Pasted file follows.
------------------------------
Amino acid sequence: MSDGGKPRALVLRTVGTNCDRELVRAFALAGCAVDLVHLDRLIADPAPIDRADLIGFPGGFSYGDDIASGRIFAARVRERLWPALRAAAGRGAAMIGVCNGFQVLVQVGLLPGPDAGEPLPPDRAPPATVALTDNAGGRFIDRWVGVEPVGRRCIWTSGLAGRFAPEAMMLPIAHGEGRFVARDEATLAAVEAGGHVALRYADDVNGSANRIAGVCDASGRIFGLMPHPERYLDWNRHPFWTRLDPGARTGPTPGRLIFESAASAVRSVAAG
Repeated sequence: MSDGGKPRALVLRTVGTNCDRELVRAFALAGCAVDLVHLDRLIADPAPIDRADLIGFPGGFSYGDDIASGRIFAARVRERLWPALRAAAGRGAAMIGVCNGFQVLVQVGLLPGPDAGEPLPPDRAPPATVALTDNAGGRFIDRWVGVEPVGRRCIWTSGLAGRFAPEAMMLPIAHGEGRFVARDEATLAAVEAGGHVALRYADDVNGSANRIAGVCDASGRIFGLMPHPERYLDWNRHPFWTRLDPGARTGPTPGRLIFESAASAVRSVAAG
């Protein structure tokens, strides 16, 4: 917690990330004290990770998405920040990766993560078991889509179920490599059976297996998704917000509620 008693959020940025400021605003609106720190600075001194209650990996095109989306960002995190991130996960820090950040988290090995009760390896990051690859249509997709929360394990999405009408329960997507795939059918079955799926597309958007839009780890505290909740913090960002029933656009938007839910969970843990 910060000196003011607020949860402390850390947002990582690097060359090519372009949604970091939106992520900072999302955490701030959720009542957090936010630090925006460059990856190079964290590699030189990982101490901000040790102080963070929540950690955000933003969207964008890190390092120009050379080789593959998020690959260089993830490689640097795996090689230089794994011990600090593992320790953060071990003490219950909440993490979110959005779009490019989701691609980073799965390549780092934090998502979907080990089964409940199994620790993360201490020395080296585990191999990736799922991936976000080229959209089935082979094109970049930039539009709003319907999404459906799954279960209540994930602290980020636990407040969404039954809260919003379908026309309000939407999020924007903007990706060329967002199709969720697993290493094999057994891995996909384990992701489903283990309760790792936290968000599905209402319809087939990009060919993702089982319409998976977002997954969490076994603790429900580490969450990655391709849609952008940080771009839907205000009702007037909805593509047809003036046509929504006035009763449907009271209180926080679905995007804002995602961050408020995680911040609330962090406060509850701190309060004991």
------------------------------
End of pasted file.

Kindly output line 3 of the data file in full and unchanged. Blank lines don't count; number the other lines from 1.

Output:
């Protein structure tokens, strides 16, 4: 917690990330004290990770998405920040990766993560078991889509179920490599059976297996998704917000509620 008693959020940025400021605003609106720190600075001194209650990996095109989306960002995190991130996960820090950040988290090995009760390896990051690859249509997709929360394990999405009408329960997507795939059918079955799926597309958007839009780890505290909740913090960002029933656009938007839910969970843990 910060000196003011607020949860402390850390947002990582690097060359090519372009949604970091939106992520900072999302955490701030959720009542957090936010630090925006460059990856190079964290590699030189990982101490901000040790102080963070929540950690955000933003969207964008890190390092120009050379080789593959998020690959260089993830490689640097795996090689230089794994011990600090593992320790953060071990003490219950909440993490979110959005779009490019989701691609980073799965390549780092934090998502979907080990089964409940199994620790993360201490020395080296585990191999990736799922991936976000080229959209089935082979094109970049930039539009709003319907999404459906799954279960209540994930602290980020636990407040969404039954809260919003379908026309309000939407999020924007903007990706060329967002199709969720697993290493094999057994891995996909384990992701489903283990309760790792936290968000599905209402319809087939990009060919993702089982319409998976977002997954969490076994603790429900580490969450990655391709849609952008940080771009839907205000009702007037909805593509047809003036046509929504006035009763449907009271209180926080679905995007804002995602961050408020995680911040609330962090406060509850701190309060004991």